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The Murals That Make Ireland

Words:

Edd Norval
December 12, 2019

On this day - the 2019 General Elections in the UK - a debate rages as to the future of Britain and its constituent countries. While England yearns for one singularly powerful Kingdom, the people of Scotland remain divided on their future and relationship to this idea. Ireland, like Scotland, have had a tumultuous relationship to British political and legal bodies in their recent history. Interestingly though, one of the best places to understand the complex history of Irish politics is by looking at the many murals around the country.

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Ireland and England's relationship is fraught and incredibly complex. Historical revisionism is rife and depending on who you ask, where you are, or what pub you're in, you'll get a host of answers - none neccessarily entirely true or false, but all belonging on a gradient whose guarded or visceral retelling is influenced by all sorts of socioeconomic, geopolitical and personal factors.


Republicanism and Unionism are at the two most extreme ends of ideas of Irish sovereignity. Arguably one of the most intricate and passionate situations in global politics, akin to the Israel-Palestine situation, Irish people of all persuasions have found many artistic outlets for their thoughts.


Many of the world's greatest ever writers - from Oscar Wilde to Samuel Beckett - come from the Emerald Isle, incidentally two figures whose writing styles are similarly polarised and polarising, allowing us to interact intimately with the Irish psyche and sensibility.

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When we talk about politics though, there's nowehere else that we can see the allegiance of the people to a particular ideology, nor the very tribal and primitive declaration of adoration or hatred, than in the street murals that adorn walls in Dublin, Derry, Cork, Belfast and beyond.


It's in Northern Ireland, the hotbed of the late-90s conflict between the Catholic Irish population and the overzealous British constabulary, that we can still experience the sentiments that led to men taking up guns and women risking their lives to shelter them in their homes.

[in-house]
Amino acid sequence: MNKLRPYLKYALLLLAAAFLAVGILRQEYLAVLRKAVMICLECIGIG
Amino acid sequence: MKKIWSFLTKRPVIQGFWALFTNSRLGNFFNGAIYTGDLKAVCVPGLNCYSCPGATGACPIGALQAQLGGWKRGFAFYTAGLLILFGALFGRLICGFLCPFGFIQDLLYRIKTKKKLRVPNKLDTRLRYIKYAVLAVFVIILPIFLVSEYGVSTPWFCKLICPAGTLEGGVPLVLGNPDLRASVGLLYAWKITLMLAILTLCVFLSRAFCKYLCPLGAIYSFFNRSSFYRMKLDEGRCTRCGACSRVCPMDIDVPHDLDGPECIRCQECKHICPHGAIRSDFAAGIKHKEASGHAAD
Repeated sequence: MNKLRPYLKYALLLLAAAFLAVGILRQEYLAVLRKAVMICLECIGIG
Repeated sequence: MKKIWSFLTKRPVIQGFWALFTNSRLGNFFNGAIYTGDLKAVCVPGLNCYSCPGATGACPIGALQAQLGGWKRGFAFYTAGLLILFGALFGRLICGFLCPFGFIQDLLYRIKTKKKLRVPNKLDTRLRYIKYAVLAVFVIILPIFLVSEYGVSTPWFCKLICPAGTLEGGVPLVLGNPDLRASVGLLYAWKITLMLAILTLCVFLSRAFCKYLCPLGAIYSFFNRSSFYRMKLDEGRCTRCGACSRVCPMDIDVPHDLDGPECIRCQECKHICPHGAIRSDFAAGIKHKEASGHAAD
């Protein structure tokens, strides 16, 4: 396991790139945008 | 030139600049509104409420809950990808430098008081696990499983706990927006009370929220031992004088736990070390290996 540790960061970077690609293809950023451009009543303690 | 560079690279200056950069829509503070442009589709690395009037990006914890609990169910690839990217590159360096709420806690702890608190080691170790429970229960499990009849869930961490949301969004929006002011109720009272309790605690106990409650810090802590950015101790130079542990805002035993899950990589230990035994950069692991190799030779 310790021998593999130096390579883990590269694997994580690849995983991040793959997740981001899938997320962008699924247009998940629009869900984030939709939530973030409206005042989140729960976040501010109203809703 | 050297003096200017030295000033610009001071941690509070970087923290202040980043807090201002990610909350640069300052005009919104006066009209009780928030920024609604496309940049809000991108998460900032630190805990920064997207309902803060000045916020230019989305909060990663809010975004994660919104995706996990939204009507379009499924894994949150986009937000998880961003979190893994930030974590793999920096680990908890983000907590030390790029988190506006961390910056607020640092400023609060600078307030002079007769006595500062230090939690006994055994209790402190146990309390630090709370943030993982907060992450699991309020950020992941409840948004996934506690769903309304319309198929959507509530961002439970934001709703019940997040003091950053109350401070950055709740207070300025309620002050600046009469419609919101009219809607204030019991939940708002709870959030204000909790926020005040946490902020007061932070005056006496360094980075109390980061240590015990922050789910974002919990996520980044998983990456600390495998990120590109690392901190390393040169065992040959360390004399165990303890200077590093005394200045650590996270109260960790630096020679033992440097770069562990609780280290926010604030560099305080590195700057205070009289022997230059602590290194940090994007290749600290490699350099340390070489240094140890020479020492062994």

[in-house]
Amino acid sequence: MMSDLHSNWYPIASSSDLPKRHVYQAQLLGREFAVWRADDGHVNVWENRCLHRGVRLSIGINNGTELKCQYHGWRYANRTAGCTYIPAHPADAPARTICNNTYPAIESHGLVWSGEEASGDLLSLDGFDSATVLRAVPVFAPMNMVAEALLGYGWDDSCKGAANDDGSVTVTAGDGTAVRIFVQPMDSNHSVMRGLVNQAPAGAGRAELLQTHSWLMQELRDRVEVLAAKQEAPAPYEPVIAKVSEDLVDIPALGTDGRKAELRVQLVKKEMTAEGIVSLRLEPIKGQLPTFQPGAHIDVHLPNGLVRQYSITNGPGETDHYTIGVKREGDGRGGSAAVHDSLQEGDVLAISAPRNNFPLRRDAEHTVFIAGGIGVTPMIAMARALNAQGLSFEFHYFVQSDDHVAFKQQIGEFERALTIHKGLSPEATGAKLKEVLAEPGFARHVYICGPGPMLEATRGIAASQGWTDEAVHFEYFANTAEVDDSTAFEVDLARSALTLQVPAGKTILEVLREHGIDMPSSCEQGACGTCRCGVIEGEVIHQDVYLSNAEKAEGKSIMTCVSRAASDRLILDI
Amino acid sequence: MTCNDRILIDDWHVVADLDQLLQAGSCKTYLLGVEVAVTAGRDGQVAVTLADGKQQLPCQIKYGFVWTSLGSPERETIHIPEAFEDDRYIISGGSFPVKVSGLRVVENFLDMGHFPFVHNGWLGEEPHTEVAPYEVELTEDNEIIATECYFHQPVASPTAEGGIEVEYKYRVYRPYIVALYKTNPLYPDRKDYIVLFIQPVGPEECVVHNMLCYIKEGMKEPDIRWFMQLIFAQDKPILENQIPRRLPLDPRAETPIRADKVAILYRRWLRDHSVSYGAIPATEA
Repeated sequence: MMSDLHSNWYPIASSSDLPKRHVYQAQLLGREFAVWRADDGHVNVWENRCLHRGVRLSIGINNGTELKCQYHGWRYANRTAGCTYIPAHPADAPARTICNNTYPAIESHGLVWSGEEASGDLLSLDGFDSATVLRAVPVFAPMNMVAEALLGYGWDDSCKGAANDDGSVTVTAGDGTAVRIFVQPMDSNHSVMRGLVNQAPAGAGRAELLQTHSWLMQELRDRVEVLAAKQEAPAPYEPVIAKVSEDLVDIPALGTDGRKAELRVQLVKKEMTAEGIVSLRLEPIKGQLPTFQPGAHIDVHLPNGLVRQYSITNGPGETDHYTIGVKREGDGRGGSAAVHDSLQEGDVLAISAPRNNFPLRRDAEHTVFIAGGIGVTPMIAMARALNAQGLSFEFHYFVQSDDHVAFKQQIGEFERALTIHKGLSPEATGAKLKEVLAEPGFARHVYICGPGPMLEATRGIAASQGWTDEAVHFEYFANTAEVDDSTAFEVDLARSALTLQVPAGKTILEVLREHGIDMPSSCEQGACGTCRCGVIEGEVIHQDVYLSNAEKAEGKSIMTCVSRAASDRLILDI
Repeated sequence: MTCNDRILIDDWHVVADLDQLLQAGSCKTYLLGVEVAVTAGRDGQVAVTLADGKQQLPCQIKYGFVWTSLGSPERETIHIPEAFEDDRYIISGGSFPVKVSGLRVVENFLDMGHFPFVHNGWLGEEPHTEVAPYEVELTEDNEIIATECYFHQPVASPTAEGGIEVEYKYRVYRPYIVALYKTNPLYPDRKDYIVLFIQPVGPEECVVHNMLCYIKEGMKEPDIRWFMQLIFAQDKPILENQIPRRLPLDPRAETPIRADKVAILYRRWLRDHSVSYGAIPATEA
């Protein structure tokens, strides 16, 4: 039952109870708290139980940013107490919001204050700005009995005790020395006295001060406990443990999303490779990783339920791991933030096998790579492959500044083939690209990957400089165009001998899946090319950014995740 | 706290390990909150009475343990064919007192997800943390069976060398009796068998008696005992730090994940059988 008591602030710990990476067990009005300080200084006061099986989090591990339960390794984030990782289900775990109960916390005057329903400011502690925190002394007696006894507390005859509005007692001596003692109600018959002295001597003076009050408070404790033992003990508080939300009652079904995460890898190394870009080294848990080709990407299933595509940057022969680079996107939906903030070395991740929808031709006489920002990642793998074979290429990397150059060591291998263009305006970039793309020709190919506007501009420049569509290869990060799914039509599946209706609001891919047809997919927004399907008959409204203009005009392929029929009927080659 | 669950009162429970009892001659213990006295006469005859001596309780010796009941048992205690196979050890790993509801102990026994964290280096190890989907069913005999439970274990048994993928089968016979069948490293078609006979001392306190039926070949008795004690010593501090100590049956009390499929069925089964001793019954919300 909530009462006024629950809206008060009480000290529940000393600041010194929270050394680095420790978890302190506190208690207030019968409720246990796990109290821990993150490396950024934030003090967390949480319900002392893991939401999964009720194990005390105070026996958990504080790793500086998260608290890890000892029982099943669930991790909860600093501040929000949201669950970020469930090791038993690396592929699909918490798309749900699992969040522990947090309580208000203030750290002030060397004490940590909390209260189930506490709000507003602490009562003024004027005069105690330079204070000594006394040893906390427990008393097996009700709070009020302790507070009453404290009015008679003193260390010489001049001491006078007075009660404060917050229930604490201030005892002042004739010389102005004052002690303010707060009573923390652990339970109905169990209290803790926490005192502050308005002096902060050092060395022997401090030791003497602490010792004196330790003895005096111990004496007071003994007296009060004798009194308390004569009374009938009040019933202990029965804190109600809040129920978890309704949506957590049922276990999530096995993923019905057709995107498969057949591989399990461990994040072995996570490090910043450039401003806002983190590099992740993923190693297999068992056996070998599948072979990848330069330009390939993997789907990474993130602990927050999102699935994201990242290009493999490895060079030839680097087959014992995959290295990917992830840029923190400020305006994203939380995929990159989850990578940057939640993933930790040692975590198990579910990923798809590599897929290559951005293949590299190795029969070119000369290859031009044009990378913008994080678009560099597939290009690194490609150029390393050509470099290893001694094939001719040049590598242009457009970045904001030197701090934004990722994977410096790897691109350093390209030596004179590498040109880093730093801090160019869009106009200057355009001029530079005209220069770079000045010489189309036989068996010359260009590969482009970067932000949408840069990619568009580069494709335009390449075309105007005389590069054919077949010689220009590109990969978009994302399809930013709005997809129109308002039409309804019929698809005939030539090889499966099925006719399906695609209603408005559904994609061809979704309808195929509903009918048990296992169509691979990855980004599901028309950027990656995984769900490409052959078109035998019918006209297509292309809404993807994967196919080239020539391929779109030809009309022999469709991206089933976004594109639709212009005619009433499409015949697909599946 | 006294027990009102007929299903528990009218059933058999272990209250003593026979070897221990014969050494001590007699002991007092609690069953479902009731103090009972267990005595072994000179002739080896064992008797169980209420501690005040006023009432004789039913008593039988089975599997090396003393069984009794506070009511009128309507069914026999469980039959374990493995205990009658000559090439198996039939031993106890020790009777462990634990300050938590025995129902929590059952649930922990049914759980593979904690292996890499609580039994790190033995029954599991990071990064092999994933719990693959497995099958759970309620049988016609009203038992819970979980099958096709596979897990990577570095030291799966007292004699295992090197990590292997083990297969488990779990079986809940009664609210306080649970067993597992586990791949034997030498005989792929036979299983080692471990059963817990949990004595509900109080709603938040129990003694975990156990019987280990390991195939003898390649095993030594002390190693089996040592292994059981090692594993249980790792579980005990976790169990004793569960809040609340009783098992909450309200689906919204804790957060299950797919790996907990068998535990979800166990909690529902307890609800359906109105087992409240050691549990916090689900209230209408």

One way of finding out about incidents and ideologies is through the internet, but we can also find out about where we are and who stands shoulder-to-shoulder with us by simply walking through the streets - particularly in Belfast and Derry. Murals depicting the hunger strikers of Maze Prison can be found on walls of the Catholic Falls Road whereas portraits of William of Orange and the masked Ulster Volunteer Forces are dotted along the adjacent predominantely Protestant street Shankill Road.

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Instantly recognisable and now frequently visited by swathes of tourists in 'black cab' tours, these murals are more than empty attractions - they visualise the beliefs that many have died in search for. Like those who took part in the violent conflicts, or in the ideological and intellectual cores of each movement, the inherent romanticism of the Irish can be found in the glorification of their heroes into demi-God status in these mural depictions.


One of the most instantly recognisable of these doesn't feature a face at all though. In the Bogside neighbourhood of Derry, Northern Ireland, where a white wall at the end of a row of terraced housing reads 'YOU ARE NOW ENTERING FREE DERRY' in bold black lettering, we are introduced to many co-existing threads in the conflict.


Although the original source of its 1969 inception isn't verified, local activist and artist John 'Caker' Casey re-painted it for the arrival of British Home Secretary Jim Callaghn's visit later that year.


Surrounding the walls is a neighbourhood entrenched in the conflict, where the infamous Bloody Sunday massacre in 1972 - when British troops opened fire, shooting 28 unarmed protestors - took place. Many other murals in the area pay homage to the 14 people who were killed in that event, alongside those who partook in the Battle of Bogside three years prior - where severe rioting between locals and the British police lasted for three days on those very streets.


Irish history is complex, but accessible and a source of great pride for many of the island's inhabitants. Although the worst of it has seemingly passed - a peace treaty being signed in 1999 as the Good Friday Agreement - neither time, nor signatures and promises has done much to diffuse the tension. It's still there, manifesting more in displays like songs and these murals. It's in the island's art that, particularly experiencing it first hand, we can start to untangle the myriad perspectives, allowing us a clear insight into a troubling period of time.

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